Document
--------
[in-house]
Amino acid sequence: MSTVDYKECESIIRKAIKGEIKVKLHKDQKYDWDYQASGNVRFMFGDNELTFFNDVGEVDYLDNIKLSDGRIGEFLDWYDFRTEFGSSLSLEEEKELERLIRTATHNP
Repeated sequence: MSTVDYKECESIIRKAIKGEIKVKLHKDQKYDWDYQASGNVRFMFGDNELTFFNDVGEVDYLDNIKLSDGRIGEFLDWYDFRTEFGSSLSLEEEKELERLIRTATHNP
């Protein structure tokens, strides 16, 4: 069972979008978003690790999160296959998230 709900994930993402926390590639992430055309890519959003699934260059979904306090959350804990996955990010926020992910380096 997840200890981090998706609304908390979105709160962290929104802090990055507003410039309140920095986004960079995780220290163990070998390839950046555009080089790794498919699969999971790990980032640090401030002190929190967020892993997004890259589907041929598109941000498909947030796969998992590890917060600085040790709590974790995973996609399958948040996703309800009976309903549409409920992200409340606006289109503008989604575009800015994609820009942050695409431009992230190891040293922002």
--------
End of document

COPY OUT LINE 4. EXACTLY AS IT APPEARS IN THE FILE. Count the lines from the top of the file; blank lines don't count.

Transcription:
């Protein structure tokens, strides 16, 4: 069972979008978003690790999160296959998230 709900994930993402926390590639992430055309890519959003699934260059979904306090959350804990996955990010926020992910380096 997840200890981090998706609304908390979105709160962290929104802090990055507003410039309140920095986004960079995780220290163990070998390839950046555009080089790794498919699969999971790990980032640090401030002190929190967020892993997004890259589907041929598109941000498909947030796969998992590890917060600085040790709590974790995973996609399958948040996703309800009976309903549409409920992200409340606006289109503008989604575009800015994609820009942050695409431009992230190891040293922002």